The Race to the Audio-Only Space


The Race to the Audio-Only Space

April 14, 2021

We’ve all been there. Scrolling through social media for hours, only to realize that 2:00pm is now 2:45pm. The latest trend in social media, however, may actually get you to look up from your screen. That’s because “audio rooms” are on the rise. Here’s what we know so far.


Audio versus Video

– Zoom fatigue: The audio boom can be understood as a counter-trend to video — we now know that a video-heavy lifestyle results in a certain amount of exhaustion, and audiences appreciate an opportunity to engage without the pressure of video. 

– Dearth of nuance: The growing popularity of audio-only format might also be a result of a growing appetite for nuanced conversations online. 

– Podcast overflow: The enduring popularity of podcasts certainly leaves room for experimenting with form — audio-only live conversations merges live podcasting with radio. 



While audio-social rooms have come and gone in the past, Clubhouse rose to popularity last April, gaining momentum as the global pandemic caused people to stay home. While still invite-only and only available on iOS, Clubhouse lets people (and A-list celebrities) chat in real-time to share stories, collaborate, listen, and discuss topics across art, culture, music, business, sports, you name it. All social connection is through talk only, so you don’t even have to be looking at your phone in order to participate in a conversation. 

Coming up on one year of its availability, Clubhouse has 13 million downloads, with almost one-third of them being from the U.S. However, downloads are beginning to slow, and we’re seeing some competition pop up from other social powerhouses.


Twitter Spaces

Twitter’s answer to Clubhouse? Twitter Spaces, Twitter’s version of audio-only rooms. And Twitter is working faster on Spaces than it has on pretty much all of its functionalities of the past. 

Spaces will officially roll out to all users this month, and will be integrated with Twitter Fleets, Twitter’s take on yet another feature popularized elsewhere: Instagram Stories, itself a version of Snapchat snaps. There are a number of Spaces features, however, that set them apart from Clubhouse — the first being that they’re more accessible. Twitter Spaces allow for closed captioning, and Twitter has said it plans on continuing to improve Spaces accessibility and eventually will release accessibility for screen readers.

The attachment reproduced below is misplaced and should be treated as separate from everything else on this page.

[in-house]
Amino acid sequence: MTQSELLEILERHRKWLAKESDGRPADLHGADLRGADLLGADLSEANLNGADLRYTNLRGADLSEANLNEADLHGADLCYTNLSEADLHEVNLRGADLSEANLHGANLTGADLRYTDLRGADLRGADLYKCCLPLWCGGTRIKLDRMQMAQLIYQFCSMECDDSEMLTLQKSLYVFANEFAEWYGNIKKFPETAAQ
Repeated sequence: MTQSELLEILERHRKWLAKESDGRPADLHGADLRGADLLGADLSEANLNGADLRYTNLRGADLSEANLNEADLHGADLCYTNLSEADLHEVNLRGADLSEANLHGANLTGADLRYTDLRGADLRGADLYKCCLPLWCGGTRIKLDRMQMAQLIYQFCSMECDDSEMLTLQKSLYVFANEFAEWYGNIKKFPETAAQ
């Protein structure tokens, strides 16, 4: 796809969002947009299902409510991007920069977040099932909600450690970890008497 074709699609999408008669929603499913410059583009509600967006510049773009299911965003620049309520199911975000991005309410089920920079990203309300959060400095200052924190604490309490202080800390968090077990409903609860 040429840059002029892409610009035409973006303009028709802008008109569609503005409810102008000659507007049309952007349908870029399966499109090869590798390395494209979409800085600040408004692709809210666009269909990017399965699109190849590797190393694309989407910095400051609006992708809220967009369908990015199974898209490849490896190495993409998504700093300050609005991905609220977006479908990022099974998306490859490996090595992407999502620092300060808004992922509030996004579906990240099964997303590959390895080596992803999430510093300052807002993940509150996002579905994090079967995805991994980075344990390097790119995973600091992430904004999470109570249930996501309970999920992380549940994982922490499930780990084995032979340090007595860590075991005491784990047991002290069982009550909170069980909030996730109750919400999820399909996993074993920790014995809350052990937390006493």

Spaces will also have some integration with Android phones and on desktop, which Clubhouse currently does not. Those with Androids can listen in on an active Space, and Twitter is rumored to be working on an update that will allow those with Androids to actually start their own Space in a future release. Twitter is also looking to add an option that would enable users to record and save their Spaces, which Clubhouse does not currently allow. Twitter also benefits from its already established user base, so may have the upper hand in getting conversations to take place on a platform people are already using.


LinkedIn, Discord, Facebook

Now when we first entered a Clubhouse room, we said to ourselves among all the networking we witnessed, “this kind of feels like audio LinkedIn.” Well, LinkedIn is also working on developing audio rooms, though they’re still in the early stages of testing.

Discord, a Voice over Internet Protocol (VoIP) system that uses a combination of video, voice, and text to allow users to communicate over the web, primarily used for communication while gaming, also just released its version of audio-only rooms, called “stage channels.”

Finally, Facebook is also working on its own version of Clubhouse. Last year, Facebook released video-only rooms, so the audio-only version shouldn’t be that far off from its current functionalities.


What’s Next

Brands are beginning to participate and have a voice in Clubhouse conversations. Restaurant Brands International (RBI), which oversees Burger King, Popeyes, and Tim Hortons, gathered its C-Suite executives in a Clubhouse room to discuss the company’s post-earnings call. The Kool-Aid Man has his own profile on Clubhouse, and for Valentine’s Day, Slice partnered with Clubhouse room moderators “nyu girls roasting tech guys” to send free pizzas to those who didn’t have dates. Moving forward, we’d expect to see some sort of paid advertising opportunities for brands, as we see on other platforms.

Only time will tell if one of these platforms rises to the top. It’s possible, however, they’ll all have a place in the sandbox. Take stories, for example, where multiple platforms have adapted them as an essential feature of their platforms. For now, if we had to choose one frontrunner, we’d lean towards Twitter Spaces for a few reasons. The first being Twitter will be able to tap into its already existing massive user base of 193 million iOS, Android, and desktop users, whereas Clubhouse is still building its network, and only available on iOS. Twitter users also already follow top influencers for bite-sized takeaways, so it’s likely they’d be willing to tune in to an on-platform audio discussion those influencers are a part of. Twitter is also a platform known for timely discussions, giving it a slight edge over Facebook. We’re looking forward to seeing Spaces rollout to us this month, and see which rumored features, which could give them an edge over Clubhouse, have come to fruition.

By Ali Harkavy, Senior Marketing Strategist